Wow, just imagine the implications of this. 1.8 million updated weekly, still 55% of more than 14 million active (posting in the last 3 months – not sure if I would really consider that „active“).
Imagine the amount of content, that is being added worldwide. And even more: the amount of crap content that will be part of this. Unimaginable. Increase in clutter seems certain. And just how search engines will cope, too.
Technorati has all the stats.
Ever more of the web is becoming searchable. And Yahoo! seems to be one of the leaders here, believe it or not. Marketing Vox pointed me to the fact, that in addition to video search (which Google still doesn’t have) it now offers music and sound search. They are not the first, but the most comprehensive, as Yahoo! is allowed to scan most of the internets commercial sites:
a new search engine feature that will pore through millions of songs offered by popular Internet music services like iTunes, Rhapsody and Napster.
writes Businessweek online. But it is also about newscasts, speeches, etc. and, yes, podcasts.
The index identifies the content by reading information – known as „metadata“ – embedded in the files. Which should, hopefully make it relevant – more relevant as if they just searched the site on which the sound files are placed onto.
And one more:
The diversification beyond searching simple text online reflects the Web’s evolution into a multimedia hub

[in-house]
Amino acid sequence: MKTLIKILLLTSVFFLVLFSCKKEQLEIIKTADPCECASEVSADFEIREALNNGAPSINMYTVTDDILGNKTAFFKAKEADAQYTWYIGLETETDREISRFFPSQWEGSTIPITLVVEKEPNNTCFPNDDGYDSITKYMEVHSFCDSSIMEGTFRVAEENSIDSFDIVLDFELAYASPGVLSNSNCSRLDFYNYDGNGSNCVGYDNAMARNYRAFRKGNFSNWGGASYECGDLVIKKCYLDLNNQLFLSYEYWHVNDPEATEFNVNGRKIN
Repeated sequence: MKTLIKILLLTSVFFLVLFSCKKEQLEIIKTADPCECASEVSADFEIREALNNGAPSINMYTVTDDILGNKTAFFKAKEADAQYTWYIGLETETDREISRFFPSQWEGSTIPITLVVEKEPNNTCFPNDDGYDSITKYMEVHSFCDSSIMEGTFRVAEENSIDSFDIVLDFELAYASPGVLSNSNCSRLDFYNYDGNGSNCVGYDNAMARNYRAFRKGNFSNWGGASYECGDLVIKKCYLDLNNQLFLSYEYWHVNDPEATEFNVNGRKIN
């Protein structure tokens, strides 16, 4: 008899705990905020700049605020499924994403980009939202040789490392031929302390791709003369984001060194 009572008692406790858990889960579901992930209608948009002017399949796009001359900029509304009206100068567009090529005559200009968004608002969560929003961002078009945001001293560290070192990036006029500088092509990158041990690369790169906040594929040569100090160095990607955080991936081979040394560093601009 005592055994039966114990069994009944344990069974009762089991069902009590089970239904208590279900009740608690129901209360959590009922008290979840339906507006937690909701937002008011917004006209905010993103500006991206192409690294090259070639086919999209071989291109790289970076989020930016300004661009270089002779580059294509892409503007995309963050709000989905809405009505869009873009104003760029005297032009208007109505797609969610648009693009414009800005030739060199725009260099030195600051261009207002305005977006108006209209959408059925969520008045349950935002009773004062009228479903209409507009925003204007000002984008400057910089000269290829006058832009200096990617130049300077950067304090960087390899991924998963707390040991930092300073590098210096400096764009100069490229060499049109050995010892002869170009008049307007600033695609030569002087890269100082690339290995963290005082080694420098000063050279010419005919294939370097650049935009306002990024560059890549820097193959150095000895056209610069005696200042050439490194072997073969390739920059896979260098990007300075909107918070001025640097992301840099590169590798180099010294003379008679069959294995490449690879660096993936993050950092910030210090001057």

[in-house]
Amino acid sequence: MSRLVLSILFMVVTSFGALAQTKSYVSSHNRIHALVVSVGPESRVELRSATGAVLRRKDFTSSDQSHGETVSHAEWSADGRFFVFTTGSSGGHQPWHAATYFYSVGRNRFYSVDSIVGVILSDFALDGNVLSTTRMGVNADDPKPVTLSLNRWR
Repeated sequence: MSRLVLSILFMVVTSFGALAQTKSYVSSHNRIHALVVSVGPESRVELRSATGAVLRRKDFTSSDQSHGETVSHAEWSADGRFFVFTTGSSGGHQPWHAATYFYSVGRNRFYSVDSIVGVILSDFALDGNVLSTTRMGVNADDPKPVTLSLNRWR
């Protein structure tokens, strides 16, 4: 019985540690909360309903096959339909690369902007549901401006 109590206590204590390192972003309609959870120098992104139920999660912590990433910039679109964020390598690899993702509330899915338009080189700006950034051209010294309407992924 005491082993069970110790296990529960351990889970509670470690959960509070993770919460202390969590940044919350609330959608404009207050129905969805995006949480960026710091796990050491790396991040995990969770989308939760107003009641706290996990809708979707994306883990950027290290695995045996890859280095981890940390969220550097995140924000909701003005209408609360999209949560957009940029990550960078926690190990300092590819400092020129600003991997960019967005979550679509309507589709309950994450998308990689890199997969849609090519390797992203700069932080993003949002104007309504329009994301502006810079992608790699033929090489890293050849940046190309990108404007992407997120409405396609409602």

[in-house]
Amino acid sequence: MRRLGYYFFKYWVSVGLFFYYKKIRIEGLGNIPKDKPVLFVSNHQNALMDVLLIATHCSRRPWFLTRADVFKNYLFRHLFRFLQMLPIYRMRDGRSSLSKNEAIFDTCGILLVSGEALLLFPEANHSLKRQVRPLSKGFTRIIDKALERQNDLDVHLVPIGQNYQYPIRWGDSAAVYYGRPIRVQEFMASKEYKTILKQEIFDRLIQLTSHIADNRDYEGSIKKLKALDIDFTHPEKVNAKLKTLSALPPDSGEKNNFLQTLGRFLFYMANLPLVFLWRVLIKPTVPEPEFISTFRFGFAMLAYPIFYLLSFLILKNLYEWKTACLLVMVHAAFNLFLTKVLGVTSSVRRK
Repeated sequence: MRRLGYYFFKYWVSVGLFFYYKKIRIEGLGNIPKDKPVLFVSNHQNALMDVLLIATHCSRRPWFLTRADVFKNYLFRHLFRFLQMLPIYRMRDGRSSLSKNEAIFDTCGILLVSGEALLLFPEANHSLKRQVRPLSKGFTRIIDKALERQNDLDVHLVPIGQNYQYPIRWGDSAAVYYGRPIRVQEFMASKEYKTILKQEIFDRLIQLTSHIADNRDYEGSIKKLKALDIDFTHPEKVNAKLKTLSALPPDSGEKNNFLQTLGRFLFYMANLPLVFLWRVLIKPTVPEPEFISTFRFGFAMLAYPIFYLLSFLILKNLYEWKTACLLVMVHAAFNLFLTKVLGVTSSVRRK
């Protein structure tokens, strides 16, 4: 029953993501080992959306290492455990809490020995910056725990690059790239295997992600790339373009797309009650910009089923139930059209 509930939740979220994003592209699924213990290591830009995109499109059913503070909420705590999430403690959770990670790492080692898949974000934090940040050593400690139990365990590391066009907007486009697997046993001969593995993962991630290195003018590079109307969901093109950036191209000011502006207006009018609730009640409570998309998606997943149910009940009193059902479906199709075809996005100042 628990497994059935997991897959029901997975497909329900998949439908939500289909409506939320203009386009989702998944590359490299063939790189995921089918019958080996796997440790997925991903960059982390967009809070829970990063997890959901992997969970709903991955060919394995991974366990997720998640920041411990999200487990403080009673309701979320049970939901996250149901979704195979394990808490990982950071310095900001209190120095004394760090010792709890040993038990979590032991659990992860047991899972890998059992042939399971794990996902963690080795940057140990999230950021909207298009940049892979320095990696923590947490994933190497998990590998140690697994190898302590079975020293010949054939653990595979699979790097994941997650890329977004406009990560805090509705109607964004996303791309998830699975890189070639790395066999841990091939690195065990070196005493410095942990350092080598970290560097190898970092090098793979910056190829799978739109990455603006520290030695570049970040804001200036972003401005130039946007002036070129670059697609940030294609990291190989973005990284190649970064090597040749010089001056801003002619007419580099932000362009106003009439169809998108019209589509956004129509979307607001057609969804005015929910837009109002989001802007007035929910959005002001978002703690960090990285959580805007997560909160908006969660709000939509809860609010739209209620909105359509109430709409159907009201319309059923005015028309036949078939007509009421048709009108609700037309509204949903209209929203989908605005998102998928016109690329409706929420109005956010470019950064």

Apparently, we can’t expect anything similar from Google soon, as it „isn’t yet so musically inclined.“
Yahoo offers advice on search engine optimization of websites.
However, most of it doesn’t seem to be great news to me, without wanting to sound too arrogant. But hey…
I was just writing about how editorial content and ads (in this case through content-link-ads) merged and that it is even less apparent to users, what’s advertising and what’s not. And then I found this article saying that the same is happening in a couple of free dailies.
This blogpost also links to a page about the ethics of journalism, one them being:
Distinguish news from advertising and shun hybrids that blur the lines between the two.
I guess the fact that advertising (online and offline) has ever increasing difficulties reaching their target audience with relevant messages in relevant settings, this is just a logical sequence. However I fear this kind of trend, as it will completely blur the lines of commercial „information“ (<-- ads) and information in general.
A nice microsite from Sony for their k750 mobile phone cam focuses on the cam and the art of taking pictures. Just like the TV spot which you can also watch there. Amazing. Anything related to the phone, phone features, etc remains in the background.
what I do like, however, are the tips they offer for hobby photographers just like myself. Especially since I also have a new camera, the features and possibilities of which I am still exploring.
I don’t have that phone, but when I try one of these tricks, I will probably think of Sony nevertheless. Just wondering, if I will actually remember the product name. k750? Well, anyway. Nice site.